SUMMARY ´ The Dispossessed

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SUMMARY ´ The Dispossessed ↠ Shevek a brilliant physicist decides to take action He will seek answers uestion the unuestionable and attempt to tear down the walls of hatred that have isolated his planet of anarchists from the rest of the civilized universe To do this dangerous task will mean giving up his family and possibly his life—Shevek must make K must make the unprecedented journey to the utopian mother planet Urras to challenge the complex structures of life and living and ignite the fires of chan. This is one of my favorite books if not THE favorite and on third read I like it even since I notice details I haven't first time around I feel I should say something about the book but I'm not sure I can do this book justice Review hopefully might come at some point

Ursula K. Le Guin Ê 9 SUMMARY

Shevek a brilliant physicist decides to take action He will seek answers uestion the unuestionable and attempt to tear down the walls of hatred that have is. First of all if you haven't already read The Dispossessed then do so Somehow probably because it comes with an SF sticker it isn't yet officially labeled as one of the great novels of the 20th century They're going to fix that eventually so why not get in ahead of the crowd It's not just a terrific story; it might change your life Ursula Le Guin is saying some pretty important stuff hereSo what is it she's saying that's so important I've read the book several times since I first came across it as a teenager and my perception of it has changed over time There's than one layer and I at least didn't immediately realize that On the surface the first thing you notice is the setting She is presenting a genuinely credible anarchist utopia Most utopias are irritating or just plain silly You read them and at best you shake your head and wish that people actually were like that; or likely you wonder how the author can be uite so deluded This one's different Le Guin has thought about it a lot and taken into account the obvious fact that people are often selfish and stupid You feel that her anarchist society actually could work; it doesn't work all the time and there are things about it that you see are going to cause problems But like the US Constitution one of my favorite utopian documents it seems to have the necessary flexibility and groundedness that allow it to adapt to changing circumstances and survive She's done a good job and you can't help admiring the brave and kind AnnarestiAnother thing you're immediately impressed by is the central character Shevek Looking at the other reviews everyone loves Shevek I love him too He's one of the most convincing fictional scientists I know; I'm a scientist myself so I'm very sensitive to the nuances Like his society he's not in any way perfect and his life is a long struggle to try and understand the secrets of temporal physics which he often feels are completely beyond him I was impressed by the alien science; she gives you just the right amount of background that it feels credible but not so much that you're tempted to nit pick the details You're swept up in his uest to unify Seuency and Simultaneity without ever needing to know exactly what they are And his relationship with Takver is a great love story with some wonderfully moving scenes There's one line in particular which despite being utterly simple and understated never fails to bring tears to my eyes As you also see in The Lathe of Heaven Le Guin knows about loveWhat I've said so far would already be enough to ualify this as a good book that was absolutely worth reading What I think makes it a great book is her analysis of the concept of freedom There are so many other interesting things to look at that at first you don't uite notice it but to me it's the core of the novel What does it mean to be truly free At first you think that the Annaresti have already achieved that; it's just a uestion of having the right social structures But after a while you see that it's not nearly as straightforward as you first imagined Real freedom means that you have to be able to challenge the beliefs of the people around you when they conflict with what you yourself truly believe and that can be painful for everyone But it's essential and it's particularly essential if you want to be a scientist; I know this from personal experience Another theme that suffuses the book is the concept of the Promise If you can't make and keep promises then you have no influence on the future; you are locked in the present But promising something also binds your future self There are some deep paradoxes here The book folds the arguments unobtrusively into the narrative and never shoves them in your face but after a while you see that they are what tie all the strands together the anarchist society the science the love story the politics It's a much deeper book than you first realize As I said it might change your life It's changed mine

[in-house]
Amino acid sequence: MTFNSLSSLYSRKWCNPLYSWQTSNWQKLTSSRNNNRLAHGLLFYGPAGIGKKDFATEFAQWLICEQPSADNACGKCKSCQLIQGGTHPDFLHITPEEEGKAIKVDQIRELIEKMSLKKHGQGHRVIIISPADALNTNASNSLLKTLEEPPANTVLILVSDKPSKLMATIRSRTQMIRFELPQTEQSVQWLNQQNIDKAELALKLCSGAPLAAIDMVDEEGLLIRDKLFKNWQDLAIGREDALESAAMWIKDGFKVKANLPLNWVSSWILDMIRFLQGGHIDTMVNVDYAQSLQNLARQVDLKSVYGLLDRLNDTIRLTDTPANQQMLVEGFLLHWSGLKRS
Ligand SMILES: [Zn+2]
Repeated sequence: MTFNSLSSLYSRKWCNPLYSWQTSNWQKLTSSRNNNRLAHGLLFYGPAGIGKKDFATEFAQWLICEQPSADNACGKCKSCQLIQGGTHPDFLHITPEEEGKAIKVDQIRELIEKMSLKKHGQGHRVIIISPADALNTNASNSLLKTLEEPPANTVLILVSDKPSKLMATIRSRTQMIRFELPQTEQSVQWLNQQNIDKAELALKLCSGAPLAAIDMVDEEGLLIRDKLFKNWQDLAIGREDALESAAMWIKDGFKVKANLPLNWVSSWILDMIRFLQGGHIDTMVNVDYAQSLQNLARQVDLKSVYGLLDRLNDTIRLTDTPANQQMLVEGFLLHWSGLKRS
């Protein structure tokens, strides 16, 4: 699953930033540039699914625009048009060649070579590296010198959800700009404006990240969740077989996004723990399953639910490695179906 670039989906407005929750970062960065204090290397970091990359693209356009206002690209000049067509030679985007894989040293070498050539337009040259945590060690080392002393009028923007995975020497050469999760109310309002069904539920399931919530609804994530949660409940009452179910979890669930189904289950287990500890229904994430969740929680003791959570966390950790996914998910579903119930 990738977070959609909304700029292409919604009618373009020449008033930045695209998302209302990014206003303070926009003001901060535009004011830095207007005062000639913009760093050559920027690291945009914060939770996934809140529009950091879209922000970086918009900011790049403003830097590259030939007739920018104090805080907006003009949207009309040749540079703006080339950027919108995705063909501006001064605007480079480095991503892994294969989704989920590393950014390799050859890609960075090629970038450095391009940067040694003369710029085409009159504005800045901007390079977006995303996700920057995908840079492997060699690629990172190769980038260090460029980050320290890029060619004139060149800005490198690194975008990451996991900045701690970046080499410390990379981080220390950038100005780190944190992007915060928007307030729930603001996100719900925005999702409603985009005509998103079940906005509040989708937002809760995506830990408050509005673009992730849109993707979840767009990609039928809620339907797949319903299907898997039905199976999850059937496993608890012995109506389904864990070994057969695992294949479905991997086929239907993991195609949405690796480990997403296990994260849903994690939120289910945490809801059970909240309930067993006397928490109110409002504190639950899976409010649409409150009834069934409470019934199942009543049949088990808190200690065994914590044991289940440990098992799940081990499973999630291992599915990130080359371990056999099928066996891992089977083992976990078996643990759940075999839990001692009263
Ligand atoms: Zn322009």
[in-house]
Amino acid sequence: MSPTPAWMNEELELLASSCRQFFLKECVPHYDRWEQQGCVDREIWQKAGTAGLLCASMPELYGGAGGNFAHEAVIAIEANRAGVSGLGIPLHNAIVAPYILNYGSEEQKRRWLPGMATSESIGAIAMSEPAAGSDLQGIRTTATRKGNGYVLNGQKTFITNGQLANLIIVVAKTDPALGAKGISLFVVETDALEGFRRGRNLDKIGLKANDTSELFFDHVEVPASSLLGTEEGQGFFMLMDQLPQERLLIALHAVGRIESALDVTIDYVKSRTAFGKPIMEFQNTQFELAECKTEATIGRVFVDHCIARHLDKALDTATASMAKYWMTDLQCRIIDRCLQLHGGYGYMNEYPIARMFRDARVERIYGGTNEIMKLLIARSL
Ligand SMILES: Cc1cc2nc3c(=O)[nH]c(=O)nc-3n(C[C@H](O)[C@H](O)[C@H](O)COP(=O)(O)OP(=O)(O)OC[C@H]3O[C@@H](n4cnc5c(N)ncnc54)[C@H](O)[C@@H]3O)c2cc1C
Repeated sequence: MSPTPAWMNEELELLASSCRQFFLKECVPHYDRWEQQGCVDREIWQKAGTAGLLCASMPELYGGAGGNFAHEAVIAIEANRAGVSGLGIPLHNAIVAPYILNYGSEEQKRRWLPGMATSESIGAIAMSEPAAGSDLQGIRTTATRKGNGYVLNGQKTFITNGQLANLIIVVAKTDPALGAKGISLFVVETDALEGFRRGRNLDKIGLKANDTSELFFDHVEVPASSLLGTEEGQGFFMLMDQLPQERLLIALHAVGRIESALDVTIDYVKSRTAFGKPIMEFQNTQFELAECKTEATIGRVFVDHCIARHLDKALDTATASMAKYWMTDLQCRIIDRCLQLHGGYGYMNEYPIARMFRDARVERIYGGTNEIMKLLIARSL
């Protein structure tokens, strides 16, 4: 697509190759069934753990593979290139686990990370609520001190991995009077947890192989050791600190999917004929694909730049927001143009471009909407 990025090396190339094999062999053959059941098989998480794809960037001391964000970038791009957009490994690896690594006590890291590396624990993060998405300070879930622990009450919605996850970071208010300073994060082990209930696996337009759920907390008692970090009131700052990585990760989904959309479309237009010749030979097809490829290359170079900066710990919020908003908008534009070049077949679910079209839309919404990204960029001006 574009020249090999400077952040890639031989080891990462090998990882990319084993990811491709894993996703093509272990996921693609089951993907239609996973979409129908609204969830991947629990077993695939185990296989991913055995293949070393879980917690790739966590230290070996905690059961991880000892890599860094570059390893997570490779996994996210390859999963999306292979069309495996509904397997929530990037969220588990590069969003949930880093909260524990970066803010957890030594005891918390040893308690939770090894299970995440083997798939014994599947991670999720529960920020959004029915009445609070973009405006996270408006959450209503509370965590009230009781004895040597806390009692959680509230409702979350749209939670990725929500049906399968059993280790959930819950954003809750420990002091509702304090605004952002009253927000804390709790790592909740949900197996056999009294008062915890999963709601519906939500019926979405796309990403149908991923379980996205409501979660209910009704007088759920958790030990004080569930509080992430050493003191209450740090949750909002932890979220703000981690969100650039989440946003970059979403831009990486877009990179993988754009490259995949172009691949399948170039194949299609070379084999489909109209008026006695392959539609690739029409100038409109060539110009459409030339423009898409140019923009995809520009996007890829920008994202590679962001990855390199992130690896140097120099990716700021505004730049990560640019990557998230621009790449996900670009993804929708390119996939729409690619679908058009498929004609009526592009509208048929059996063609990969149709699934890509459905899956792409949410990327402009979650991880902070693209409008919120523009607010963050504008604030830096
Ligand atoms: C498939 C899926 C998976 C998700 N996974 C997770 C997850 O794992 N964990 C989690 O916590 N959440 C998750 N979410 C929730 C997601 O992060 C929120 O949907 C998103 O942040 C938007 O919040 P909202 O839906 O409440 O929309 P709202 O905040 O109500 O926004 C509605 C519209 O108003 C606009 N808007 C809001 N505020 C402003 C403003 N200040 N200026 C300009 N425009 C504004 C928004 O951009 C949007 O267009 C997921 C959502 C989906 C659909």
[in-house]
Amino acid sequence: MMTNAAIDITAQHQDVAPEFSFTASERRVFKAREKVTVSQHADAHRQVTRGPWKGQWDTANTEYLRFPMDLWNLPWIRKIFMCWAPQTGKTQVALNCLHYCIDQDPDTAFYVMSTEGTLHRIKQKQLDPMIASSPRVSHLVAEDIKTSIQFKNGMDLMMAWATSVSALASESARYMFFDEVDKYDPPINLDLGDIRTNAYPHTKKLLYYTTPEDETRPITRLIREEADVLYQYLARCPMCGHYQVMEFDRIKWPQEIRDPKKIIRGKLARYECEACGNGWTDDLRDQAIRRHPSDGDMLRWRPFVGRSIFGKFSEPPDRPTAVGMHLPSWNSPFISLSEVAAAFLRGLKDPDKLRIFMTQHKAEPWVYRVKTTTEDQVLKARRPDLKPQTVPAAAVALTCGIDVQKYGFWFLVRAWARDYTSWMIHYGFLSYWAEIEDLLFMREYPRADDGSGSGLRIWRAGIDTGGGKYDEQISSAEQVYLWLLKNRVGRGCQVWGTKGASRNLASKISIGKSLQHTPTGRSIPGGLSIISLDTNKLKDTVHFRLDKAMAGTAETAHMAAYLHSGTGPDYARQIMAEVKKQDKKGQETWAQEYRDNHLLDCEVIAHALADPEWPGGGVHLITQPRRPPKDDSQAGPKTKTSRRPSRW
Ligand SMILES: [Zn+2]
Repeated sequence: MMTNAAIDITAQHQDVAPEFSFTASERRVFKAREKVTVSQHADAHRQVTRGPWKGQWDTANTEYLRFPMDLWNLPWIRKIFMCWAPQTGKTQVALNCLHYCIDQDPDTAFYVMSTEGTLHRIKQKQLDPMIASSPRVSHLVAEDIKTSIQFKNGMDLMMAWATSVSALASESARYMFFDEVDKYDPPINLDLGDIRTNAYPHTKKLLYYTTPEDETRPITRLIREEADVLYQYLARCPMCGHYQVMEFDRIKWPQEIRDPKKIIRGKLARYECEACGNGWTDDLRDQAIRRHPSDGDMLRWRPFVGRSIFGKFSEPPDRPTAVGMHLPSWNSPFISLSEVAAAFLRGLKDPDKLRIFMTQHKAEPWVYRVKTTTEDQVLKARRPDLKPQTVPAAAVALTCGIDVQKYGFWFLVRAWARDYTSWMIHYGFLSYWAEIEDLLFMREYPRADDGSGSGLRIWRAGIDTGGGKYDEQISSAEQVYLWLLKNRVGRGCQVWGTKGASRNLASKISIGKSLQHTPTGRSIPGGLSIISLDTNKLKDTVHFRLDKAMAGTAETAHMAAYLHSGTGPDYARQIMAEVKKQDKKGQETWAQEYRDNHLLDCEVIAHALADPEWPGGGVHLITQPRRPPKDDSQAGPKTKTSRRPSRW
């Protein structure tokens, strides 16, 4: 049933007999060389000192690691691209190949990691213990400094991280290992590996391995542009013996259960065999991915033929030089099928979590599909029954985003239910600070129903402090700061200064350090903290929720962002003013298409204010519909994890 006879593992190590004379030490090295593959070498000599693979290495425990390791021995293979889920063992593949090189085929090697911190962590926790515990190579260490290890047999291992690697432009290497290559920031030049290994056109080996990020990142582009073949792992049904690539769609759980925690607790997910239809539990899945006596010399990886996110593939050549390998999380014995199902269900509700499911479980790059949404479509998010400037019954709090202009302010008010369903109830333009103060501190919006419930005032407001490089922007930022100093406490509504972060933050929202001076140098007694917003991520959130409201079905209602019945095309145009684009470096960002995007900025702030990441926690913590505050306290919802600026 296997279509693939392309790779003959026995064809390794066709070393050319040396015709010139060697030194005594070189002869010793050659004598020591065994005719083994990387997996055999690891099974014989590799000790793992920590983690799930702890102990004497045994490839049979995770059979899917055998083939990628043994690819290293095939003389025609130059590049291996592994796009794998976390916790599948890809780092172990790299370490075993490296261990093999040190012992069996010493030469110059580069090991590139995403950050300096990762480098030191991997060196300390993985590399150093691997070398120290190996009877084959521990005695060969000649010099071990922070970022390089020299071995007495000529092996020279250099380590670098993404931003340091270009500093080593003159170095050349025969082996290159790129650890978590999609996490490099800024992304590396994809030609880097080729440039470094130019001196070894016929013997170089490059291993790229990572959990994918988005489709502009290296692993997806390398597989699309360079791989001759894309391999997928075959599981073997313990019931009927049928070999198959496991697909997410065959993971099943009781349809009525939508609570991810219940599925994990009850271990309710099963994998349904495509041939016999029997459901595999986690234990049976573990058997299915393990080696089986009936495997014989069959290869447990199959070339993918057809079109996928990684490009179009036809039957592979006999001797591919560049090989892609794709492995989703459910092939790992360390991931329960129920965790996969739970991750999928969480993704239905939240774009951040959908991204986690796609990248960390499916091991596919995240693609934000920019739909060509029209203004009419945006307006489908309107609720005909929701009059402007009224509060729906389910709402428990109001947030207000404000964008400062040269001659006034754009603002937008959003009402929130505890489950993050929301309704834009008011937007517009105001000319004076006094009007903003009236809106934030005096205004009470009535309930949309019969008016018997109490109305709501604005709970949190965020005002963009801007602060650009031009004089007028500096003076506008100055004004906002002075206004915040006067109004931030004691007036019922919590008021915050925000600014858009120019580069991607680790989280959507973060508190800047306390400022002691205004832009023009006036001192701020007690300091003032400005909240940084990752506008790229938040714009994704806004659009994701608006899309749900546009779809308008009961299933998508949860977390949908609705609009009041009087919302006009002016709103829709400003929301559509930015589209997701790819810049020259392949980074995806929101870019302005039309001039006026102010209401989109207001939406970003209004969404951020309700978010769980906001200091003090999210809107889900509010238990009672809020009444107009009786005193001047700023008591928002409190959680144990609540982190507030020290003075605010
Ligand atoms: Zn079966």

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The DispossessedOlated his planet of anarchists from the rest of the civilized universe To do this dangerous task will mean giving up his family and possibly his life Sheve. More than two months have passed since I've closed this book While my traditional reviewing habit was one of immediately rushing to the closest laptop after reading the last line and sharing my excitement or the lack thereof in some hopefully original way I felt a need to really let Le Guin's words sink fully into my mind and make them my own Actually I've mostly just been very lazy in the reviewing department lately but letting words sink in just sounds a little better But when it comes to making words my own as this dear author evoked so well in this book longing for possession is mostly futile and so it is with ideas impressions and most of all inspiration At least in my case good ideas tend to go and come as they please and if I'm lucky they can be grasped when there's something close at hand to write them down just as the motivation and energy to write has chosen to uickly pass through my hands Currently the energy is there but apart from some sparse notes that I now have to re interpret myself I only have a few central take aways that I would like to share This review can thus be considered as a barrel of some of the reflections I managed to retain before they too evaporated into untranslatable little figments of thought The first take away is that this is one of my favorite books It is engaging it is exciting it teaches and it entertains Le Guin's prose is nothing short of wonderful While the plot is not exactly extraordinary it provides the perfect mobile in which to transport some important messages on life and civilization that this author has chosen to share The second take away is that this is the best dissection of our society that I've read I've read great books on the nature of human individuals on the one hand and abstract philosophical meanderings on time and infinity but never felt warm to the idea of reading about one of the levels that are in between namely society and civilisation The reason why I never did is that there often seems so much stuff wrong with society than right so that it's hard to know where to begin complaining and even harder to know where to stop complaining and inspire change The building is showing so many signs of decay it's hard to dispel the idea to just throw it down and start all over Ursula Le Guin found a great starting spot in this book with which to make a nice filet out of our civilisation the idea of possession The need of people to own stands central in our way of life and the illusion of ownership pervades much of our thinking and doing I myself am not immune To give just one example I prefer to buy books rather than to go borrow them at libraries To give another example I just bought an apartment Now it would be unfair to point the finger just at people here Animals do it too on a certain level They want to own territory but instead of throwing money around they urinate all over the place or emit certain smells For all the faults our society has I'm glad we evolved away out of that particular habit if only for the sake of still readable books Do I own these books because I gave money for them and they will soon by surrounded by MY walls I guess so Until a fire or a flood consumes them until the hand of time consumes me Yet even though the banality of ownership during our short lives is inescapable our ways of living are so much focused on exactly that futility it's no surprise so many people feel unhappy and wronged when they see their mission to that end either obstructed or sabotaged by those around them or recognise their endeavors as futile once the mission seems largely fulfilledThis is just a personal take away of course because if Ursuala Le Guin is doing one thing exceptionally well it is the convincing way in which she gives each perspective on the matter a stage in this book I can easily see the staunchest proponents op capitalism and as someone who profits of that system's fruits it would be hypocritical and outright dishonest of me to claim that I dislike it myself like this book as much as a dirty hippy or clean shaven commie Possession isn't just about capitalism and material goods It's pervasive than that Just think about how people refer to each other My son My girlfriend My mother Or how Jason Mraz chose to sing of his undying love by proclaiming I'm yours It's innocent most of the time but when there's problems in relationships of any kind uite often it is a uestion of a certain dominance where one is under the other where one is partly of the other We like to own but we don't like to be owned Except for Jason Mraz that is While writing this review I was faced with another example of the futility of possession I had made notes while reading this book that I intended to use to inspire this review There are some interesting one liners some runaway thoughts some links to real life experiences I would call them my notes But what the two month span between writing them and reading them has shown is that even my thoughts are not entirely my own Some lines I wrote down there are now perfectly incomprehensible to me Others I can give an interpretation but without the guarantee it will be the same as intended back in the day How are these alien words still my notes The Dispossessed touches on many themes than the one I evoked here and Le Guin shows her genius on basically every page with throwaway wisdoms that pack a punch on prisons on the education system on laws on the press on the world of art the army the list goes on She can seem cold and pessimistic sometimes Life is a fight and the strongest wins All civilization does is hide the blood and cover up the hate with pretty words or when she states that suffering unlike love is real because the former ALWAYS hits the mark Despite this recurring pessimism I found this book to be widely uplifting by looking through that veil of coldness and finding there the beauty of life of all the things that transcend possession Her criticism has an inherent warmth and is not above criticism itself It's a criticism that has channeled my own apathy towards many of society's ways into something that seems helpful an understanding and even a renewed love Yes you read that right I love society There's nothing I'd rather live right next to